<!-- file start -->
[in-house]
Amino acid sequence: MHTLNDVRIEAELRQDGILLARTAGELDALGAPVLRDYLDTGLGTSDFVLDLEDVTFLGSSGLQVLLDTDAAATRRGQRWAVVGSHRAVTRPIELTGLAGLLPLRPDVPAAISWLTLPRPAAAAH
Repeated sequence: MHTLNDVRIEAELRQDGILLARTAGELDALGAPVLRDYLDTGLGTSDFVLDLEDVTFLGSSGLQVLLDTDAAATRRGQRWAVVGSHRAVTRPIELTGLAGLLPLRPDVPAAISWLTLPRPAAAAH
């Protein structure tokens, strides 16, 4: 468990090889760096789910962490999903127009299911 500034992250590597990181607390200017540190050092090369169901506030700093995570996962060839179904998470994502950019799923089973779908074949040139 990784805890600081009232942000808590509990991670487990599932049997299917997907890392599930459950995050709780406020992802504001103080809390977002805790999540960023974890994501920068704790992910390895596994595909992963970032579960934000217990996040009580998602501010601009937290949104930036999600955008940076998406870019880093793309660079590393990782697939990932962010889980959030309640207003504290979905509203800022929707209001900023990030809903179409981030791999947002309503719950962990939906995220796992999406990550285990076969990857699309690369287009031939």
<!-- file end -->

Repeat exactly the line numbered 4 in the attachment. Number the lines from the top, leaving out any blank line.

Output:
């Protein structure tokens, strides 16, 4: 468990090889760096789910962490999903127009299911 500034992250590597990181607390200017540190050092090369169901506030700093995570996962060839179904998470994502950019799923089973779908074949040139 990784805890600081009232942000808590509990991670487990599932049997299917997907890392599930459950995050709780406020992802504001103080809390977002805790999540960023974890994501920068704790992910390895596994595909992963970032579960934000217990996040009580998602501010601009937290949104930036999600955008940076998406870019880093793309660079590393990782697939990932962010889980959030309640207003504290979905509203800022929707209001900023990030809903179409981030791999947002309503719950962990939906995220796992999406990550285990076969990857699309690369287009031939």